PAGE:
{ subscribe_url: '/share/sites/library-of-congress-blogs/law.php' }

An Interview with Jessica Craig, Junior Fellow

The following is an interview with Jessica Craig, a junior fellow in the Digital Resources Division of the Law Library of Congress. 

Describe your background:

I have lived in the Southern Californian city of Camarillo all my life, which is located equally between Los Angeles and Santa Barbara. I am a first-generation college graduate and the youngest of my family. As a student, I spend most of my time studying, but whenever I find the time, I try to do something creative. My interests are mostly centered around art, whether it’s learning it, practicing it, or just admiring it!

Jessica Craig, a Junior Fellow at the Law Library of Congress. Photo courtesy of Jessica Craig.

Jessica Craig, a Junior Fellow at the Law Library of Congress. Photo courtesy of Jessica Craig.

What is your academic/professional history?

This month I am finishing my first year of graduate study at UCLA where I am pursuing a Master of Library and Information Science degree and completing a digital humanities graduate certificate program. In my current studies, I am focusing on the intersection of informatics and archival work. Just back in 2019, I earned my bachelor’s degree in art history at California State University Channel Islands. My library career path started at the Camarillo Public Library and from then on I’ve held positions at the UCLA Arts Library, UCLA Information Studies Research Lab, and the Santa Barbara Historical Museum.

How would you describe your job to other people?

While I am working on multiple and varied projects, my overall job is to enhance the user experience of the Law Library’s online collections and resources. It requires working with metadata, reorganizing and redisplaying content, paying attention to detail, and a surprising amount of creativity. My primary project focuses on the web design and usability of the Law Library’s online collection of legal research reports. My goal is to redevelop the webpages so that any user, whether they are a beginner or expert in legal research, can smoothly navigate them and find what they are looking for.

Why did you want to work at the Library of Congress?

The active initiatives promoted by the Library of Congress relate very much to my personal and professional interests. I was confident that serving as a Junior Fellow would allow me to develop my skills, strengthen my understanding of library practices, and equip me with valuable hands-on experience within the Library and Information Science field. I also knew that working with the people at the Library would be a wonderful experience, as I could learn from their expertise and benefit from their great mentorship.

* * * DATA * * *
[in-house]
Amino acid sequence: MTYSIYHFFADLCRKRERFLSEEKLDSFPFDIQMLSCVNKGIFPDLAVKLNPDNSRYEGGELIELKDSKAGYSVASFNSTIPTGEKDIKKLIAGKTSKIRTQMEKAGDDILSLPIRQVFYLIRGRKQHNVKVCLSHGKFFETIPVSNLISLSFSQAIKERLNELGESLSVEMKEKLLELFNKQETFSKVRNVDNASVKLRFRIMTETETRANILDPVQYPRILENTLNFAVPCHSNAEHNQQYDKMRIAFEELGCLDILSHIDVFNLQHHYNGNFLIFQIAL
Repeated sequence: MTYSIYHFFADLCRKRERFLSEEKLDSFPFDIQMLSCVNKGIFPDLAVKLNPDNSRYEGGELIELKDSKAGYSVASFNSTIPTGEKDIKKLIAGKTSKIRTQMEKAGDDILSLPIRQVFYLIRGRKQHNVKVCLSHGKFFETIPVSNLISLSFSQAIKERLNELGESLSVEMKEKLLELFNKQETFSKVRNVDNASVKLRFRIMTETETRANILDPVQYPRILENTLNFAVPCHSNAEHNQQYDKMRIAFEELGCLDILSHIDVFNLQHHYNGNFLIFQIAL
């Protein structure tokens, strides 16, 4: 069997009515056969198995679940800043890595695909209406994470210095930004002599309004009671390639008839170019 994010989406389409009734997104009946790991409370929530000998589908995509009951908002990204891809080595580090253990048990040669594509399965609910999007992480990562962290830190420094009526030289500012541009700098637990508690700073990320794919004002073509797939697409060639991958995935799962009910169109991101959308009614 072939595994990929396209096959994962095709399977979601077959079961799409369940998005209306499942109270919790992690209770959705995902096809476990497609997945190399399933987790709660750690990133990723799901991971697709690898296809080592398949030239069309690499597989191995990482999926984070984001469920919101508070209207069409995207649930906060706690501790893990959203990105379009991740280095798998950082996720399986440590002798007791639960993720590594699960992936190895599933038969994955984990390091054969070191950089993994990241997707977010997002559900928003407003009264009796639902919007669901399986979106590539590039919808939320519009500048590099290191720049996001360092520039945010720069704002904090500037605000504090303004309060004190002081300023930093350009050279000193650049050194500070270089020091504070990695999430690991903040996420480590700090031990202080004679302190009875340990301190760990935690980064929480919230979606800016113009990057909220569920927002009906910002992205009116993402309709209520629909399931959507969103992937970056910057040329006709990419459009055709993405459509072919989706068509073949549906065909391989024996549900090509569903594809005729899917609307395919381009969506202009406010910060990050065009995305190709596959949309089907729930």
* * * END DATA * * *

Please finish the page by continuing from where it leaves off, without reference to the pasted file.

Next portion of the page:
What is the most interesting fact you’ve learned about the Law Library of Congress?

As someone without a law background, so much is new to me at the Law Library of Congress. I have learned a great amount, especially about the wide international scope of the collections. But the most interesting fact is that the Law Library is open whenever either chamber of Congress is in session. This means that law librarians are available during congressional meetings regardless of the time of day or night, weekends, or holidays. It goes to show how truly dedicated law librarians are to their work!

What’s something most of your co-workers do not know about you?

I love playing and watching trivia games! Many of my days end with watching a trivia show. It is on my bucket list to make it onto Jeopardy! one day.

Add a Comment

This blog is governed by the general rules of respectful civil discourse. You are fully responsible for everything that you post. The content of all comments is released into the public domain unless clearly stated otherwise. The Library of Congress does not control the content posted. Nevertheless, the Library of Congress may monitor any user-generated content as it chooses and reserves the right to remove content for any reason whatever, without consent. Gratuitous links to sites are viewed as spam and may result in removed comments. We further reserve the right, in our sole discretion, to remove a user's privilege to post content on the Library site. Read our Comment and Posting Policy.

Required fields are indicated with an * asterisk.